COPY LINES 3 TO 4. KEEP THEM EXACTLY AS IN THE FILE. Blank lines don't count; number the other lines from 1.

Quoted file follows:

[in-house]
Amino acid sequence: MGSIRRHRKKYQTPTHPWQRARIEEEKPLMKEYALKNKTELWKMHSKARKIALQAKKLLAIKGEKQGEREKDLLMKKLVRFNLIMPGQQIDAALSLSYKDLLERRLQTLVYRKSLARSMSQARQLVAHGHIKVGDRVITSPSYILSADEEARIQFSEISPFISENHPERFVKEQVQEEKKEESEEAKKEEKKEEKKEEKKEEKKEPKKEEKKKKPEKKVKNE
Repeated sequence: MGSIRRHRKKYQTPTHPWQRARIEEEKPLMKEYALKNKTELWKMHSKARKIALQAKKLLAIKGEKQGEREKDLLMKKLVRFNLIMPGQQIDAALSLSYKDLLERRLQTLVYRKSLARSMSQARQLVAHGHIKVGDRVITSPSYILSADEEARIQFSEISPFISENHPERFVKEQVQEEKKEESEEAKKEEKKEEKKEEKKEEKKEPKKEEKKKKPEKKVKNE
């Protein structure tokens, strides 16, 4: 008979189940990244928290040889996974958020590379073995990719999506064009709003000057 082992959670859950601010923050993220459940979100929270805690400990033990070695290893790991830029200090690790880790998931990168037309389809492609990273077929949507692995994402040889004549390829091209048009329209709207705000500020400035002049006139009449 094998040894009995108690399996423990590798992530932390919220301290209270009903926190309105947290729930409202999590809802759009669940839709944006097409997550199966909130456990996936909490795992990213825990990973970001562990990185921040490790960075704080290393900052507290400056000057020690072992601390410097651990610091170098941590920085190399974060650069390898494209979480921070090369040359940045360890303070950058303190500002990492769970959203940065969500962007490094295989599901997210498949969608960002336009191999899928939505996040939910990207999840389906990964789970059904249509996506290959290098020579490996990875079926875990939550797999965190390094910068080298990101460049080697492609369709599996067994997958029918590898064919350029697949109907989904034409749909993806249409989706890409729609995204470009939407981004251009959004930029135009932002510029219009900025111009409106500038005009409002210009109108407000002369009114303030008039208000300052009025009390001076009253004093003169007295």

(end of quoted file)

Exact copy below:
Repeated sequence: MGSIRRHRKKYQTPTHPWQRARIEEEKPLMKEYALKNKTELWKMHSKARKIALQAKKLLAIKGEKQGEREKDLLMKKLVRFNLIMPGQQIDAALSLSYKDLLERRLQTLVYRKSLARSMSQARQLVAHGHIKVGDRVITSPSYILSADEEARIQFSEISPFISENHPERFVKEQVQEEKKEESEEAKKEEKKEEKKEEKKEEKKEPKKEEKKKKPEKKVKNE
């Protein structure tokens, strides 16, 4: 008979189940990244928290040889996974958020590379073995990719999506064009709003000057 082992959670859950601010923050993220459940979100929270805690400990033990070695290893790991830029200090690790880790998931990168037309389809492609990273077929949507692995994402040889004549390829091209048009329209709207705000500020400035002049006139009449 094998040894009995108690399996423990590798992530932390919220301290209270009903926190309105947290729930409202999590809802759009669940839709944006097409997550199966909130456990996936909490795992990213825990990973970001562990990185921040490790960075704080290393900052507290400056000057020690072992601390410097651990610091170098941590920085190399974060650069390898494209979480921070090369040359940045360890303070950058303190500002990492769970959203940065969500962007490094295989599901997210498949969608960002336009191999899928939505996040939910990207999840389906990964789970059904249509996506290959290098020579490996990875079926875990939550797999965190390094910068080298990101460049080697492609369709599996067994997958029918590898064919350029697949109907989904034409749909993806249409989706890409729609995204470009939407981004251009959004930029135009932002510029219009900025111009409106500038005009409002210009109108407000002369009114303030008039208000300052009025009390001076009253004093003169007295």